A few days ago I went to take my placement test. It was not worth walking over to JU and getting all sweaty. I told the lady there how little I know, but she said I’d be fine. I was handed an exam that was a three page essay about which we were to answer questions. Did I mention it was all in Arabic?!? I handed it in on the spot, and walked home. The next day we returned for orientation. The most important part about this was that we were told about what to do to get our one-year visas. It’s going to be a lot like V getting her stuff from Cargo, plus an HIV test. Keep fingers crossed. Classes begin on Sunday.
After orientation a wonderful couple living in the same building as us very kindly offered to take us grocery shopping. I also wanted to purchase a mobile phone, and since one of the couple broke her phone that day I invited myself along for that errand as well. We drove to the Souk al-Sultan (how decedent, it’s not that far, it’s just straight up hill one way). “I” went into the phone store with me and helped me get a phone. He is from Jordan, but has U.S. citizenship. He and his wife L live in up-state NY where they can’t wait to finish their PhD and get the heck out! I got a MobleCom phone and a 5JD phone card. “I” said I can chat for a couple of hours with this card. Very cool. Instead of purchasing a plan, it’s pay-as-you-go. I can continue to purchase phone cards, or not. The keys have English numbers, but Arabic letters (for IMing). Very cool. Then we went to the bakery. Both V and I wanted some good bread. This bakery has mostly bread, but there were some yummy sweets there too. They have sliced bread that is already toasted for sale! How cool is that? I got a wonderful loaf of something that is grainy and wheat-y, and really good. There were no prices, but I handed the guy a 1 JD note and he gave me more than half back in change. Well under a dollar for delicious home made wheat bread. Then we walked down the street and ate at a really good Syrian place. “I” asked me what they have, and I had to say, “I have no idea. They put 5 or 8 bowls of yummy food, fresh vegetables and fresh bread in front of you, when you’re done they bring tea, and when that is finished they bring a bill for well under 5 JD.” It was better than I remembered. My companions were just as enthusiastic, and I was glad. I hate taking people to a restaurant that they think sucks. I asked "I" to write down for me the name of my favorite dish there: فتة حمس. (Fatha Hommus)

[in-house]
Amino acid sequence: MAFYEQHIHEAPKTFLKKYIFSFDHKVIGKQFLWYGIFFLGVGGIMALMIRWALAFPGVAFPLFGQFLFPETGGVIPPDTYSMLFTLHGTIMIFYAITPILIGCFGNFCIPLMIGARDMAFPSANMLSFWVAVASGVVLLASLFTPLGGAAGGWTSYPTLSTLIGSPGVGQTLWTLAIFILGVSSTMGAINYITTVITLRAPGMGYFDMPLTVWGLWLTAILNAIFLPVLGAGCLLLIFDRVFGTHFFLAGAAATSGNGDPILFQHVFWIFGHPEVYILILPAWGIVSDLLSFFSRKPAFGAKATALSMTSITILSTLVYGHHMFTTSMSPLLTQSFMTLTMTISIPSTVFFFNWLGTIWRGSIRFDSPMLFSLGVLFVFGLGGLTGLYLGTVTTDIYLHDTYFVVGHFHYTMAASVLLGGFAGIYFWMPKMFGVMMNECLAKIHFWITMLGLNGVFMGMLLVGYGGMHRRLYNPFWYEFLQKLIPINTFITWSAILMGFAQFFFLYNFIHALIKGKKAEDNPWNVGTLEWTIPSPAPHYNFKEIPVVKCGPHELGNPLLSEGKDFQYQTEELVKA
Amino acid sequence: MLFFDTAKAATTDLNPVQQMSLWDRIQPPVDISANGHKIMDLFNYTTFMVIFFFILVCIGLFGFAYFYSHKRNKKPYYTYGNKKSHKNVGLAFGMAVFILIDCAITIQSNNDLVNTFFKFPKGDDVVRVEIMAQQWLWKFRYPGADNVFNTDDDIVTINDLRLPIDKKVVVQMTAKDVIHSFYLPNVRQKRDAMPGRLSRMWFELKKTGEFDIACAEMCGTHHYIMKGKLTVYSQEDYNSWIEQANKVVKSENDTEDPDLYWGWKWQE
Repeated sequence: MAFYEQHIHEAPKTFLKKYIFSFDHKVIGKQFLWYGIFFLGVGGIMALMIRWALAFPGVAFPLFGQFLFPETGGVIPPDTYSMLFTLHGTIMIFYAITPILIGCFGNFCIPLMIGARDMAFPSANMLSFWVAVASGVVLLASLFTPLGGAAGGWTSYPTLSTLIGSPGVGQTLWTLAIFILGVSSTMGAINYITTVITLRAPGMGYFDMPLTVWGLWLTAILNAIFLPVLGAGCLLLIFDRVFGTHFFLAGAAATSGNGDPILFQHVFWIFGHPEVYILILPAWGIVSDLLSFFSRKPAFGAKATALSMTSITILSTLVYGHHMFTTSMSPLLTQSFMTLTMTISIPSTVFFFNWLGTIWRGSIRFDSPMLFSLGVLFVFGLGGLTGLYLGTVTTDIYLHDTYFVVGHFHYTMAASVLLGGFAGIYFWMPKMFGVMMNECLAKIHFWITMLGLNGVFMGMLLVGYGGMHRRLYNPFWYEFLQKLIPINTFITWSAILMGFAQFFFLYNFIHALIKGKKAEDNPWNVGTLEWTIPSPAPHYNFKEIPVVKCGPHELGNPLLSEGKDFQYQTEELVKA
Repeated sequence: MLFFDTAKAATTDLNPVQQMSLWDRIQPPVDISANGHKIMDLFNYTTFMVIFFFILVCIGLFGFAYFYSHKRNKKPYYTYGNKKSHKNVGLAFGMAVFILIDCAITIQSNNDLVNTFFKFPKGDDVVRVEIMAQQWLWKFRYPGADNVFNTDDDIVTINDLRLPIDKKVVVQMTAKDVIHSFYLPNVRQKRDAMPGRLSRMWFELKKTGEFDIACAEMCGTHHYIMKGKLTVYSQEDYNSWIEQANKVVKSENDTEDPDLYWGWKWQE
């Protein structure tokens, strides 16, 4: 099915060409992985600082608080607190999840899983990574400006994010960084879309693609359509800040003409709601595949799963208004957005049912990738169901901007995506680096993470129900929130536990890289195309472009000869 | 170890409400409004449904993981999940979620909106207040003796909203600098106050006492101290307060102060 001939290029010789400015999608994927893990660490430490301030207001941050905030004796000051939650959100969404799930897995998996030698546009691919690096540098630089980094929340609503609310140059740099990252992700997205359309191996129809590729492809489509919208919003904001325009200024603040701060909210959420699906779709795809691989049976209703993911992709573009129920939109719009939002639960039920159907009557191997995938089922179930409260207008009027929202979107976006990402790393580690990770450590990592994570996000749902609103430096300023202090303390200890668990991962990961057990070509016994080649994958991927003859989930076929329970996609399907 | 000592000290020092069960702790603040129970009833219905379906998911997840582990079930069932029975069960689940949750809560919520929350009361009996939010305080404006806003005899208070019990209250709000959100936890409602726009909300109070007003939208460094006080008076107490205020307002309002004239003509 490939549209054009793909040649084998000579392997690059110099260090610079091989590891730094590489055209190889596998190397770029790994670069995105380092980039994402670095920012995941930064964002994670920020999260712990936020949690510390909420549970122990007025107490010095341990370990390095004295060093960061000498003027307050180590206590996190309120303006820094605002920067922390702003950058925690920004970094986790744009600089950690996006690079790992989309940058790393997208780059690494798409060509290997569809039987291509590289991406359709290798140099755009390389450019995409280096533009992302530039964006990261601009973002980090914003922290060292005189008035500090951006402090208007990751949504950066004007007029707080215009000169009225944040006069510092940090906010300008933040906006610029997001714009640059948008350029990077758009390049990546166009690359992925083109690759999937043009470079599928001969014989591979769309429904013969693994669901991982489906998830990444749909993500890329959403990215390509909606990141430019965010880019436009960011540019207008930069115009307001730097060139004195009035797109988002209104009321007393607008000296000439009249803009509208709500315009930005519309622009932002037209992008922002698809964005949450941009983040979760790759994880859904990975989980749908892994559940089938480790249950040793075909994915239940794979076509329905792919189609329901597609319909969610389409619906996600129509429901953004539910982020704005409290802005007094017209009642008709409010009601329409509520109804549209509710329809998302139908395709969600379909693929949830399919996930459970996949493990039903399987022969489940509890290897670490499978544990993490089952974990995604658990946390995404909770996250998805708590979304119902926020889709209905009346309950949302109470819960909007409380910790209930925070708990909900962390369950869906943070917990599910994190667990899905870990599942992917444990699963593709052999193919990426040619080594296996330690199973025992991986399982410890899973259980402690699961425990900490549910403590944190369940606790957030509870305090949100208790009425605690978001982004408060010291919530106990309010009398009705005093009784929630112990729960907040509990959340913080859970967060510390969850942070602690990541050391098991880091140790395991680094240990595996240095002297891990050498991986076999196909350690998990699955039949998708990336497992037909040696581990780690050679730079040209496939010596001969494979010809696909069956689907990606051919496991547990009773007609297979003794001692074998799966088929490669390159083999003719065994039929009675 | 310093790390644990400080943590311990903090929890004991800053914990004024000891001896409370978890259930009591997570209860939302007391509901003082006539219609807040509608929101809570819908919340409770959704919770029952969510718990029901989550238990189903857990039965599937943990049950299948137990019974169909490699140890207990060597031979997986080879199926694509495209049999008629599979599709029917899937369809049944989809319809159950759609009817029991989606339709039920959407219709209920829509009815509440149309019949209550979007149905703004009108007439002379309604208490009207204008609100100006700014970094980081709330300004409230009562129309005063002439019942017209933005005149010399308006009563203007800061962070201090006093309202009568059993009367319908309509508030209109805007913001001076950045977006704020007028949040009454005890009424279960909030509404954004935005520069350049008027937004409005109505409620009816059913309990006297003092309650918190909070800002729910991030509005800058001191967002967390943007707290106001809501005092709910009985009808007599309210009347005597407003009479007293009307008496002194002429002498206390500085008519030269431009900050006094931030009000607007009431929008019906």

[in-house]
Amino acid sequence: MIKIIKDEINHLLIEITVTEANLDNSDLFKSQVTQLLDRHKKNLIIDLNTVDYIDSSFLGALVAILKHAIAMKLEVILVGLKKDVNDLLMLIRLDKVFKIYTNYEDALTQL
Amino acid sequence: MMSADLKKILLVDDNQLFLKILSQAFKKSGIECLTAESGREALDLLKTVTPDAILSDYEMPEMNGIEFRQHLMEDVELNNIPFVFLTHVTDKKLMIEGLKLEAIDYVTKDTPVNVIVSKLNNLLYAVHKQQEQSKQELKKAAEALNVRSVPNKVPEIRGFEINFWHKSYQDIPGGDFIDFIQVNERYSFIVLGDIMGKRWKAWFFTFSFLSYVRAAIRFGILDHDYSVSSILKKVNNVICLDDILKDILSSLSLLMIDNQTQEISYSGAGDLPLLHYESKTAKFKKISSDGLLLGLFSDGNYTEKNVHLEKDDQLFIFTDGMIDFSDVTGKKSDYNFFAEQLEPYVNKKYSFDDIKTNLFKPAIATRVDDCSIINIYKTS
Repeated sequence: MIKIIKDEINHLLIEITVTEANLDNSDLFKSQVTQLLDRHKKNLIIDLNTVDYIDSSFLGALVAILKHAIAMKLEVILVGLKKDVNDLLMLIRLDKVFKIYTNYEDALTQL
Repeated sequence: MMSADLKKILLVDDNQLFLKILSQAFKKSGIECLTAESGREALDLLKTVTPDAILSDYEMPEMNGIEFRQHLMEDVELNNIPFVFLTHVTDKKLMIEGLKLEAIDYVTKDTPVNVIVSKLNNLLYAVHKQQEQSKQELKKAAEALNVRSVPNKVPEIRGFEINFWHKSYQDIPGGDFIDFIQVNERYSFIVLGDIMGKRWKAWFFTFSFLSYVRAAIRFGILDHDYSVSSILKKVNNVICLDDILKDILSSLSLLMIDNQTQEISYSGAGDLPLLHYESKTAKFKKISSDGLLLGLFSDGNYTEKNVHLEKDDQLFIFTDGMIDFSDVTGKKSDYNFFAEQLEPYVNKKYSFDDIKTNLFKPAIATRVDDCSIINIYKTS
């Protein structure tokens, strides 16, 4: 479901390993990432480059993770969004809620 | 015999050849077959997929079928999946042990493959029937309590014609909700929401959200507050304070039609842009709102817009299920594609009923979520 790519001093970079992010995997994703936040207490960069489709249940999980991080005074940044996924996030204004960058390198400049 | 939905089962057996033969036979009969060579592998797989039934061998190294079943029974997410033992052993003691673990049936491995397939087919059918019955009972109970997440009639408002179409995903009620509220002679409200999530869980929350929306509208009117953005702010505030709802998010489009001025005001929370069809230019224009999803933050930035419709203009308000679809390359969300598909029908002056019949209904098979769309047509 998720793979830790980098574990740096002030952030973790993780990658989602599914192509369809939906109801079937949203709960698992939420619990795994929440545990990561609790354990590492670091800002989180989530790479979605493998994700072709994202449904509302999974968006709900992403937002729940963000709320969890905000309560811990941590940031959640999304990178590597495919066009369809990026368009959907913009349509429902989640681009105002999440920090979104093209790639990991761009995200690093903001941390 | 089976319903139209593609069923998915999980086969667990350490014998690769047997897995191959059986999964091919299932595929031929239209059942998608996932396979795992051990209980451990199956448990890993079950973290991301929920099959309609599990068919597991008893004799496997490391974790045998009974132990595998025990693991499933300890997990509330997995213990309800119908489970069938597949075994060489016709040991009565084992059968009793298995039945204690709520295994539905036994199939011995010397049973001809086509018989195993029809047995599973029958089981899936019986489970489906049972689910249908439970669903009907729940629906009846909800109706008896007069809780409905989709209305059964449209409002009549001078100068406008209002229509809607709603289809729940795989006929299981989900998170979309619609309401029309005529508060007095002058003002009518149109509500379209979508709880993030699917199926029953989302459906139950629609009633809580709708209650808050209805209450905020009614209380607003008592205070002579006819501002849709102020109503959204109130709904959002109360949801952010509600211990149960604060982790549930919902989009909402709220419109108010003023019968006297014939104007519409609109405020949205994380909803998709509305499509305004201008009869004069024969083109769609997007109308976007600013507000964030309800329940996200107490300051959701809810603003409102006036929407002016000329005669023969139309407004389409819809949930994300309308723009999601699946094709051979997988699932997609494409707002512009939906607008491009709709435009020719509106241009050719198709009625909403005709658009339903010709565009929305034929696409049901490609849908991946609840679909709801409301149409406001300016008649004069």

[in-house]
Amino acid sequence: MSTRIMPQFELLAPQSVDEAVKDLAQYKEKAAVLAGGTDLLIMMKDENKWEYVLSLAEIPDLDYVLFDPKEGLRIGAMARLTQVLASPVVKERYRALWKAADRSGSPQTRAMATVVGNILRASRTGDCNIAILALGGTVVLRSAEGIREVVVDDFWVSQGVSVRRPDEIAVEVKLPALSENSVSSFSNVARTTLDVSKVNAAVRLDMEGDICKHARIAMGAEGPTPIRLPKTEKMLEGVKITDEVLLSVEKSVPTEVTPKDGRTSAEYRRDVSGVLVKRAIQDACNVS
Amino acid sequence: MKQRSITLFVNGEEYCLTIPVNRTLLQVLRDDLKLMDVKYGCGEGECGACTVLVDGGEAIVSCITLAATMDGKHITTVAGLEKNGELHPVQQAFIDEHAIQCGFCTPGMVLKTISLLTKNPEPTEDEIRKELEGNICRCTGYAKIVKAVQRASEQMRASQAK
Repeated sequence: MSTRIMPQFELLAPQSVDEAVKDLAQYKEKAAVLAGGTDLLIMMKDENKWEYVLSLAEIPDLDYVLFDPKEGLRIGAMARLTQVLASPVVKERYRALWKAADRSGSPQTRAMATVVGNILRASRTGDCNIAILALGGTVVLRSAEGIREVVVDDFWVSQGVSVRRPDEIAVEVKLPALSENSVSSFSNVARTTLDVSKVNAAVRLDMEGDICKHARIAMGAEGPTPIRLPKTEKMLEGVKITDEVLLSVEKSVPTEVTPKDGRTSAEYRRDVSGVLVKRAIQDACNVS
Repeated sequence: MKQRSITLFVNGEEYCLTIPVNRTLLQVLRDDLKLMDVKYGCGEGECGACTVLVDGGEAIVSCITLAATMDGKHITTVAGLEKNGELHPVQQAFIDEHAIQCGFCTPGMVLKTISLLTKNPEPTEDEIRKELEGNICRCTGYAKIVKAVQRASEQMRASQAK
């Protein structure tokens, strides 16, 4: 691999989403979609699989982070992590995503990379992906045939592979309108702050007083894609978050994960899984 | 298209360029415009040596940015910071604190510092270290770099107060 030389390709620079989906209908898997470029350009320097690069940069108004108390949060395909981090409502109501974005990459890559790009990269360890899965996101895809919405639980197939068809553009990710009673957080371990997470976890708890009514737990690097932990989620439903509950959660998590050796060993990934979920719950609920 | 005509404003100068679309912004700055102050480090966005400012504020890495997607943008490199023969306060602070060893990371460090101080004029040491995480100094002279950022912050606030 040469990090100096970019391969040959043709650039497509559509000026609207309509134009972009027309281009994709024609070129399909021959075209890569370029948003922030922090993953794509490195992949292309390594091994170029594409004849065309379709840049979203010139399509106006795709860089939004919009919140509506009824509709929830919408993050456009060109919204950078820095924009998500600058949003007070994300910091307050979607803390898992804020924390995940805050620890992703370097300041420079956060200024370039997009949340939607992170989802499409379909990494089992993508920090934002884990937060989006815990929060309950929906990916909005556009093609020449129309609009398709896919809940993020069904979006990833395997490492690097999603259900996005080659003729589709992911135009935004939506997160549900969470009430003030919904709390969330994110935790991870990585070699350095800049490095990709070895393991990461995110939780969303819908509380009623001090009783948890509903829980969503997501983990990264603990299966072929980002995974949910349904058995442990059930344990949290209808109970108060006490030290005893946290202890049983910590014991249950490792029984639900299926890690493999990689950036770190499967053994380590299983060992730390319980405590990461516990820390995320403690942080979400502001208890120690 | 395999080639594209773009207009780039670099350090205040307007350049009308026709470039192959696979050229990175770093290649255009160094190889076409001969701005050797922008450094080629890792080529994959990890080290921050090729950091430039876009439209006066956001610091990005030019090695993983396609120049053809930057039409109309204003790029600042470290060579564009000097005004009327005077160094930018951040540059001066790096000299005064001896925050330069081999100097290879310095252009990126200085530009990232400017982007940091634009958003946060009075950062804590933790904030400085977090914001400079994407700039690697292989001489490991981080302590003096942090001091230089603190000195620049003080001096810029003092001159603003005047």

Today we went with the Friends of Archaeology group to Salt (click on the "Salt Group" link for the slide show!), this is a town that is a bit north west of Amman. We drove there in under 20 minutes, but only because it’s Friday, I’m told. This group is primarily organized by a local dentist and archaeology-enthusiasts. It’s really cool because he was interviewed in a recent book called Jordan: Living in the Crossfire. He’s famous like a rock star! We went to the Salt Municipal building and heard a detailed talk about Salt’s ambitious plan to become a World Heritage sight. They applied in 1999, but were declined. Since then they have secured funding from the World Bank, and other neo-liberal groups to either restore decaying buildings, or to raze existing modern building and replace them with new buildings that are built in the appropriate style. We walked and walked, and then we walked more. We saw many of the historic buildings fixed up, and many more that are in line (potentially) for restoration. We headed down to the souk, and it was time for prayers. “I” decided to make sure none in the group walked in front of those who were praying. It was really nice of him. We were taken up (I mean UP) the hill for a lunch at this amazing garden with an equally amazing view. We were served mansif. The goats head was in the pile of rice. I ate rice, and tried to fish around for as many pine nuts and almonds as possible. It was a bit goaty for me. At one point V said she was freaked out by people eating with their hands. You are supposed to stick your finger into the rice, and scoop up a golf-ball size amount of rice and meat, then toss it into your mouth. This seemed cleaner to me that double dipping with a spoon. Mansif devoured, we headed for the Salt high school. Though it’s historical architecture, there is something about schools that always make them look like schools! Then we went to two different Islamic shrines. At both men talked with us about the Prophet (PBUH), and about the Koran. At one point a man in the crowd began to yell over the speaker that this was all bunk, and Mohammad was just a sham. I could not believe myself. The man is Arab, he was speaking Arabic, he wasn’t a Cracker. He was promptly tossed out. I was really stunned to hear this.
On the way back up in the bus I was in someone shouted “Star Academy,” and one of the young women on the bus stood up and sang for us on the way back. It was wonderful!
Here in Amman it’s Friday night. This means that everyone who was not married this morning is now. I can hear horns, and fire crackers, and music. It’s a beautiful time of night, and the temperature is perfect.